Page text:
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fewstate, i think a principles and to this will draw a contrast with the current administration but looking forward as well. i mean, the element of what u.s. policy should look like, with the u.s. government should look like in relation to asia and china, the first is get your team in place. this will require a much higher level. we cannot have senior officials coming into the national security adviser as secretary of defense or going to learn about the south china sea for the first time or be traveling to japan for the first time. it is a level we need to take seriously that this is a central challenge of not the central challenge in u.s. foreign policy. our personnel and institutions will have to reflect that and the absolutely do not. there will have to be a reformation within the intelligence department, state department.
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that is the first thing i would say. the second, again, this is going to be obvious to everyone in this room but u.s. strategy in asia has to be copper and the. right now the trump administration is talking about peace through strength, dual carrier operations in the china sea, secretary mattis will beginning a big speech tomorrow morning. cut it.l not no amount of military power will revive american leadership and interest in the face of this challenge. there has to be an economic and institutional component and is on is the region believes china's the future economically, our military will not be able to bend that perception. there has to be a major economic investment and trade initiative associated with u.s. policy in asia. the third peas, i think the principle critique of the trump ofinistration today in terms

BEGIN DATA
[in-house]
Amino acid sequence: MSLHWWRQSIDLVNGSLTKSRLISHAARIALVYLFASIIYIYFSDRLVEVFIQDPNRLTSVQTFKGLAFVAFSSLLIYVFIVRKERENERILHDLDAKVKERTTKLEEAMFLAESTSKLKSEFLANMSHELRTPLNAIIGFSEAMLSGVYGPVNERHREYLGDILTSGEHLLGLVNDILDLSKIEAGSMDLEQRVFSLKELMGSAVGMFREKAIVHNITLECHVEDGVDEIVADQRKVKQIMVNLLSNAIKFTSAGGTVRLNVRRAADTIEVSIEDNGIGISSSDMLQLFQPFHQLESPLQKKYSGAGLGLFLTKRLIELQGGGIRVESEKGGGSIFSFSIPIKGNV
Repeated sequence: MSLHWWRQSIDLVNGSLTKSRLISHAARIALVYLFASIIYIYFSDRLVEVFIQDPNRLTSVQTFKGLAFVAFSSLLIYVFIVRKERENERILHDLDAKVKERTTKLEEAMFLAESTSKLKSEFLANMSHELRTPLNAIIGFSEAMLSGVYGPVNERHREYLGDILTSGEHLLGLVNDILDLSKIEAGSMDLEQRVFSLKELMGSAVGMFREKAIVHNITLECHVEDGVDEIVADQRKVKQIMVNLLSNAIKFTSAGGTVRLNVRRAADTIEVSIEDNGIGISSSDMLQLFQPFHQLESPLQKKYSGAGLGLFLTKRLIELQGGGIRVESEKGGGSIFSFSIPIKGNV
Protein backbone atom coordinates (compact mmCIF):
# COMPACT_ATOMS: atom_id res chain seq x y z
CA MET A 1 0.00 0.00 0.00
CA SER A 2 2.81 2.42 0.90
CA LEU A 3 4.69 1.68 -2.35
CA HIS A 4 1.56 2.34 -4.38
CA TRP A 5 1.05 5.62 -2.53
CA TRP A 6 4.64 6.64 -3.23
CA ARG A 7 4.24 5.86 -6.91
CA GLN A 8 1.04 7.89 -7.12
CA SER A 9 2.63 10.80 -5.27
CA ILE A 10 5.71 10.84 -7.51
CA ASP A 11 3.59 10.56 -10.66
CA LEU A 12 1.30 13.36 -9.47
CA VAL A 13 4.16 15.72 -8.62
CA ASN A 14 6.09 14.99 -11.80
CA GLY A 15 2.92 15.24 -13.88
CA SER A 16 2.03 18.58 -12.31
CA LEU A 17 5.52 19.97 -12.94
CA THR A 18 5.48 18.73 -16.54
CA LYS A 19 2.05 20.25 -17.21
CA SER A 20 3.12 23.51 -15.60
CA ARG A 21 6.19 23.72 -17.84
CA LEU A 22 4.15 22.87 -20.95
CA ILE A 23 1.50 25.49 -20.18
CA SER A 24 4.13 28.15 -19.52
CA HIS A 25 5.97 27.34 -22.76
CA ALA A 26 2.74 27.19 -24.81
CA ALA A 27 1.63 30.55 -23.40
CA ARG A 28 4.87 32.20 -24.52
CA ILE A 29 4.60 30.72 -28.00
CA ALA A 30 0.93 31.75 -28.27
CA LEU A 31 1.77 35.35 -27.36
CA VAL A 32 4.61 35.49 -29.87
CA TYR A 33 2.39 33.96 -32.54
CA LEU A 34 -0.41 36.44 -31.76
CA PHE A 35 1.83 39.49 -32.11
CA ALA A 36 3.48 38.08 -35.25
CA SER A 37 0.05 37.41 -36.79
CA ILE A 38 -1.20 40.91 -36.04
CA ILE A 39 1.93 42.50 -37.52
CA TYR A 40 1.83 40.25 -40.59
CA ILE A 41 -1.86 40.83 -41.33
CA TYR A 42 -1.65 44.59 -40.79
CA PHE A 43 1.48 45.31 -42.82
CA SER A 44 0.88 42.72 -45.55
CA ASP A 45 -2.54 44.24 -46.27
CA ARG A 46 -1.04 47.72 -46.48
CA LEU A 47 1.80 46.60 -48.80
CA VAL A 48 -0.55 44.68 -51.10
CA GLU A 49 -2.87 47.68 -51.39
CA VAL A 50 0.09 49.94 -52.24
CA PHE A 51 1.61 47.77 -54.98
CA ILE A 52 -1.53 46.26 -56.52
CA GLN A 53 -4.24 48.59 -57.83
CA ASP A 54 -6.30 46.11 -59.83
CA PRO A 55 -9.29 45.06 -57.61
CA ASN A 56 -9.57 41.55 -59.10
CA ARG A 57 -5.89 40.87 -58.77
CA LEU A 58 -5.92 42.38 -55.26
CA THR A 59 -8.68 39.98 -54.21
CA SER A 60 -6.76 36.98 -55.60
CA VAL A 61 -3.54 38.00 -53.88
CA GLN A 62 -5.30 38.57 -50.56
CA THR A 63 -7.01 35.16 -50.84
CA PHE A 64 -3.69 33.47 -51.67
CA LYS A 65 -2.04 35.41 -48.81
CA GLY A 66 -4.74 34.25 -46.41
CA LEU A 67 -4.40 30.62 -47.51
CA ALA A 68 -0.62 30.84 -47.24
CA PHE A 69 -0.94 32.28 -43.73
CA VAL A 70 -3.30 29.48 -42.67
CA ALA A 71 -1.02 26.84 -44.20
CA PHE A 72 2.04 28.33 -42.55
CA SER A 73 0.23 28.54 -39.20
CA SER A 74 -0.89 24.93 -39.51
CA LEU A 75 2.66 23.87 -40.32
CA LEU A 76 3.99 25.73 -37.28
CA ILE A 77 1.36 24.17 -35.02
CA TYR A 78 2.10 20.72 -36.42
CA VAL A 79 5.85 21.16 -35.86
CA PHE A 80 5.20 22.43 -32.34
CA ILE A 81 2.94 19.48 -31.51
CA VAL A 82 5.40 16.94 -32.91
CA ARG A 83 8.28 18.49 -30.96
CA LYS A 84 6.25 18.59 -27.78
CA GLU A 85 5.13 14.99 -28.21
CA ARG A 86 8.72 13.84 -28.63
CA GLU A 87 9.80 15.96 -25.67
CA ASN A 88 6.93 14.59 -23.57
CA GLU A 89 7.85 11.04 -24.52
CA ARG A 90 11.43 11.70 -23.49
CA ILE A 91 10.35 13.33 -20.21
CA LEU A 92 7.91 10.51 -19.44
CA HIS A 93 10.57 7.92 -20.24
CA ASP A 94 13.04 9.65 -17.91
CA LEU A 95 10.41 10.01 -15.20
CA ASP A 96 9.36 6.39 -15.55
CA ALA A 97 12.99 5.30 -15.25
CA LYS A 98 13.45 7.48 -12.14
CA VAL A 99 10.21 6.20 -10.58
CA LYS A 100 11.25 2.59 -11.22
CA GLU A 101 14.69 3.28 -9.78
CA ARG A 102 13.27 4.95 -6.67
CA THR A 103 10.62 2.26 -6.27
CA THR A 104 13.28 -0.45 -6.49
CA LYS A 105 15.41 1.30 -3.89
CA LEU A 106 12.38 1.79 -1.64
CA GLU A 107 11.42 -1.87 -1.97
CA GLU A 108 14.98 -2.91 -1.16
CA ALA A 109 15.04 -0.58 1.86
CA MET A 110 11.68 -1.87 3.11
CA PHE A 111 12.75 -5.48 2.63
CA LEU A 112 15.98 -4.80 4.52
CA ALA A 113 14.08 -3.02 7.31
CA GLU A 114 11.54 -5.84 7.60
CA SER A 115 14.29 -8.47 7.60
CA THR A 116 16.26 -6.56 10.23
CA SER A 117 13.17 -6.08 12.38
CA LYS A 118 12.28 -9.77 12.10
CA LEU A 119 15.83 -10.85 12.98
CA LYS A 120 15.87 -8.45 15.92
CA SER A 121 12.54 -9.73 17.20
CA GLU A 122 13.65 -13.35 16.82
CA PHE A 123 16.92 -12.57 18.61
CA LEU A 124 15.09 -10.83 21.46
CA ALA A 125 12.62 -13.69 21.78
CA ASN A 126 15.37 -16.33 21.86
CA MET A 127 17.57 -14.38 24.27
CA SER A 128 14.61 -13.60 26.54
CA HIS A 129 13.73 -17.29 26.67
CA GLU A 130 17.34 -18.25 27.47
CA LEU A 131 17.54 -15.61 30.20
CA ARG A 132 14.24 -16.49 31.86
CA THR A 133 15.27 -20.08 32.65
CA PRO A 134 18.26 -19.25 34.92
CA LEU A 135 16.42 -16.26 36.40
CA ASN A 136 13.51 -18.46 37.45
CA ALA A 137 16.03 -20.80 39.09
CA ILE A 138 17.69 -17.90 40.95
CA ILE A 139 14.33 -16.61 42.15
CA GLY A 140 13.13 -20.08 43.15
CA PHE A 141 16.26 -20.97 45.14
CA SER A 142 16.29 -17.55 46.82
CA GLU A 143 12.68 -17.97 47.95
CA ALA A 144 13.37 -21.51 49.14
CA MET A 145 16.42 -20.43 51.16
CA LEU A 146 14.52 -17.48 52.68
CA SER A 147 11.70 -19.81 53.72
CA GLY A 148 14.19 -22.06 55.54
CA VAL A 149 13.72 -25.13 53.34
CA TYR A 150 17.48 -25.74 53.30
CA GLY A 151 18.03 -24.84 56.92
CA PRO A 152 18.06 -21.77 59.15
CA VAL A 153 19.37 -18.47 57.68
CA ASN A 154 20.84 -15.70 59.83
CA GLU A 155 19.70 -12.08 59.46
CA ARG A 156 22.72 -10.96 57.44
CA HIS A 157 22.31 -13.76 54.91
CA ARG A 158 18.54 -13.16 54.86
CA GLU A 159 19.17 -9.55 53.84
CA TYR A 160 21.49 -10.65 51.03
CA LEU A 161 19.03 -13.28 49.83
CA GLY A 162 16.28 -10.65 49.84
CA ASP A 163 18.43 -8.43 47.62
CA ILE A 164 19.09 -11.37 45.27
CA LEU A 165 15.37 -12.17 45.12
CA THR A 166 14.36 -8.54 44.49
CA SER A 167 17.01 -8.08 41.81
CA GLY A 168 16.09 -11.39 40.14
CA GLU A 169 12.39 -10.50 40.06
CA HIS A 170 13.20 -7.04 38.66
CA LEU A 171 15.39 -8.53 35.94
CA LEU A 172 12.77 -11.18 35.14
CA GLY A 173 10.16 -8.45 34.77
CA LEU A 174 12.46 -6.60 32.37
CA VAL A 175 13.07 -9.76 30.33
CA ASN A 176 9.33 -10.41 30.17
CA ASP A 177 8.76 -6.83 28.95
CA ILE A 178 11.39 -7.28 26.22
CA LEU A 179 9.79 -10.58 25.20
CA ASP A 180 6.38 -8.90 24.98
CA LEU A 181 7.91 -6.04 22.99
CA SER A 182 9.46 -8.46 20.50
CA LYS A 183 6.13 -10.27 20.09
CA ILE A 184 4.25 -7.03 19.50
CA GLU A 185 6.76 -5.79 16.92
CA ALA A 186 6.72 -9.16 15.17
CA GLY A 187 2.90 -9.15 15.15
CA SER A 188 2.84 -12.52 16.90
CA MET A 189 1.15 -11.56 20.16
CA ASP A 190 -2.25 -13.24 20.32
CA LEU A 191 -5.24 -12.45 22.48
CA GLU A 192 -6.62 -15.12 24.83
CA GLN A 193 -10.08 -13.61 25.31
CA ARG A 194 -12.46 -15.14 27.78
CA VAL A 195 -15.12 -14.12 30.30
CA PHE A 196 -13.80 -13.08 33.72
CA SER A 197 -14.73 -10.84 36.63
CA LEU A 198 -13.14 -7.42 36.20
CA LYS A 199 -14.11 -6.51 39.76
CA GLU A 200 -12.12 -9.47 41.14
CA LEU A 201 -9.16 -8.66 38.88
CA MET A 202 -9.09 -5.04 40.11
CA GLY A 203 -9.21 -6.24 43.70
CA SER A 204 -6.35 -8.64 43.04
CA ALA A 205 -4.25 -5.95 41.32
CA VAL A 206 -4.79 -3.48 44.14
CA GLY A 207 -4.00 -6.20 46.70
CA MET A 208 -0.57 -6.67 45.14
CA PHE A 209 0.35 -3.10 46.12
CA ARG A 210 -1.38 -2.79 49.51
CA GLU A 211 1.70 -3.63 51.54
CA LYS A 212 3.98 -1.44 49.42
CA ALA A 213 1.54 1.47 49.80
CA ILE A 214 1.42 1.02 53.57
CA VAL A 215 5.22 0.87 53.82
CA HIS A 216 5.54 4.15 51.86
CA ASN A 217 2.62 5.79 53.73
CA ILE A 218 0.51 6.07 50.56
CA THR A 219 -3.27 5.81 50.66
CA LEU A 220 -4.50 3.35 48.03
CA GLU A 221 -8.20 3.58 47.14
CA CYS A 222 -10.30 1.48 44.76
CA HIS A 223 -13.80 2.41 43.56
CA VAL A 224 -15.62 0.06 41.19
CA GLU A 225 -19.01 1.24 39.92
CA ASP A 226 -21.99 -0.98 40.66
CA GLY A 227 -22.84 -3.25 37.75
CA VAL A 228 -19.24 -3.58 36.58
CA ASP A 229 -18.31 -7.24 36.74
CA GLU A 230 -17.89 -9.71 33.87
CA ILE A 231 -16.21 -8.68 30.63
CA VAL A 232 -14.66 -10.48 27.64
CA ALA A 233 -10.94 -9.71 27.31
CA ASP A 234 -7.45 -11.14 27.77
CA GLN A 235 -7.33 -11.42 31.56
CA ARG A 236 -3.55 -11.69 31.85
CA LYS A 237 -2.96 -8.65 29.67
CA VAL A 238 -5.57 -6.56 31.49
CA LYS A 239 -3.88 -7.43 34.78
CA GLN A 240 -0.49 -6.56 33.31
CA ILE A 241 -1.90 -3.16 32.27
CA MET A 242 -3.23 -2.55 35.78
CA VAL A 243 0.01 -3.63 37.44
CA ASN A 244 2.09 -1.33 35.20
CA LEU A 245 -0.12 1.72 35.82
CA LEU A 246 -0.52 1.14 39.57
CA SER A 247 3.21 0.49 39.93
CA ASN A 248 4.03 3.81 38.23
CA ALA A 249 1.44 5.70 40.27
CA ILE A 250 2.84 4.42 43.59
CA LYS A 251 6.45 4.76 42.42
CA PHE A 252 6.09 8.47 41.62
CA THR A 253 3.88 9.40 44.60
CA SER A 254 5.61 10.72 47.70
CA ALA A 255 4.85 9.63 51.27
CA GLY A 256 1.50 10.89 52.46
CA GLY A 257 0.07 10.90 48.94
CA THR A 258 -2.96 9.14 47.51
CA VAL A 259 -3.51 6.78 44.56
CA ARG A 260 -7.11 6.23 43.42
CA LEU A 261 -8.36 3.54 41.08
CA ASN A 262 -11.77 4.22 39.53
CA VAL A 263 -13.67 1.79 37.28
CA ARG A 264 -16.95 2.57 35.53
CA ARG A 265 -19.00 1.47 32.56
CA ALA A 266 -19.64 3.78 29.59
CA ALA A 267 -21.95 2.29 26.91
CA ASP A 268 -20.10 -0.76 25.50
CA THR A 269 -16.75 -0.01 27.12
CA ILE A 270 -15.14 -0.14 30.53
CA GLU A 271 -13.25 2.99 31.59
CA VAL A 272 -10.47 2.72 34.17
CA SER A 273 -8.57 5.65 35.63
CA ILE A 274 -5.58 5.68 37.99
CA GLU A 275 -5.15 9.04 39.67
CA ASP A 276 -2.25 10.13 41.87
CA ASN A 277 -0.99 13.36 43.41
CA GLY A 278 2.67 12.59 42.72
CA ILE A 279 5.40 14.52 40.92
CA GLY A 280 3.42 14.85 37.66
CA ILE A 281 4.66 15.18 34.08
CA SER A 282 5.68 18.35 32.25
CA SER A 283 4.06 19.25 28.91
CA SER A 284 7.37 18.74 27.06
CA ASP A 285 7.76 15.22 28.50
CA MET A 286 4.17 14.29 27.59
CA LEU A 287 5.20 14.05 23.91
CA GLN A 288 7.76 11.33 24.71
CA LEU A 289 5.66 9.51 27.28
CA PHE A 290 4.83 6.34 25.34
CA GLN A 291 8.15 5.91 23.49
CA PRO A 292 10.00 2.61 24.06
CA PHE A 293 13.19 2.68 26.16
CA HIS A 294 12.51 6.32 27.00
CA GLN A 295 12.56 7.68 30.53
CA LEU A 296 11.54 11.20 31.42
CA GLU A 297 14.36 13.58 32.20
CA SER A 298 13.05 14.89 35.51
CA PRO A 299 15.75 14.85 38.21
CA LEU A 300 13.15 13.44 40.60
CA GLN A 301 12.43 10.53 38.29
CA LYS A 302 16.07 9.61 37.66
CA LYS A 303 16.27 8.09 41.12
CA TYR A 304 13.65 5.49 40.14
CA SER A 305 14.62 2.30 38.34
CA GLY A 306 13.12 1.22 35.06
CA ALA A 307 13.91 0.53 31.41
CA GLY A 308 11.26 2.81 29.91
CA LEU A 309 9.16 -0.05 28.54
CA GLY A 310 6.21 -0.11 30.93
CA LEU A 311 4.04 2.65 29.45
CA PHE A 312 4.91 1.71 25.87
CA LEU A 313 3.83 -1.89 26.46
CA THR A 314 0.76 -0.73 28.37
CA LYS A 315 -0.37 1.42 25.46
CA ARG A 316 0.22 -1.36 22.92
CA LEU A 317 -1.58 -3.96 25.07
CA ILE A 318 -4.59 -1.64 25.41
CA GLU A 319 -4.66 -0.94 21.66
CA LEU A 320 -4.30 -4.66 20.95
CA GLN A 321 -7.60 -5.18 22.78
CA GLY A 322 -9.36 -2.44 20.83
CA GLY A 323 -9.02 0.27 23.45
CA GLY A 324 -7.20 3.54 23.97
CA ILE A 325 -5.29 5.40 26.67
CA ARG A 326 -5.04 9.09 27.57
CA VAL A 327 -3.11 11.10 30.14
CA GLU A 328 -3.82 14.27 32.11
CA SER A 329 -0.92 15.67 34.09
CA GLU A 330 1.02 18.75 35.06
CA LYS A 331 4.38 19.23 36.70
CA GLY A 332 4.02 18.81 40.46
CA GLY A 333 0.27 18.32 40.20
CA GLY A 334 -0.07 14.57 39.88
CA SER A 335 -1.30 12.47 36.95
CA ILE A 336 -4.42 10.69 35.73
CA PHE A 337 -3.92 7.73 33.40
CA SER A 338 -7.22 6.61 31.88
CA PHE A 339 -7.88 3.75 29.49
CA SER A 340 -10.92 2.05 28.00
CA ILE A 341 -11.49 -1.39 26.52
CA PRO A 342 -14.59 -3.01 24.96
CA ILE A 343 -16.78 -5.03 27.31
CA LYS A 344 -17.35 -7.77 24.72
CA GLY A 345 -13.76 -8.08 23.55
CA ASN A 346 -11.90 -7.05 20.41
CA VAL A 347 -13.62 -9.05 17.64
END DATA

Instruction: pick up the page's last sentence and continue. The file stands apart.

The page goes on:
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criticism has been the transactional nature of the way the president has talked about his approach to asia. very focused on north korea. saying, what am i going to do, start a trade war? before a call the president of taiwan again i will have to check with the president helping out in north korea. lots of rumors about navigation operations because of desires to lower tensions with china because they are helping on north korea. as someone who has worked on this issue for many years now, i think many would agree that is exactly the wrong approach. with the united states should be being firm across the board rather than somehow signifying that the united states is for sale. the chinese will have done somehow groping the united states right around that.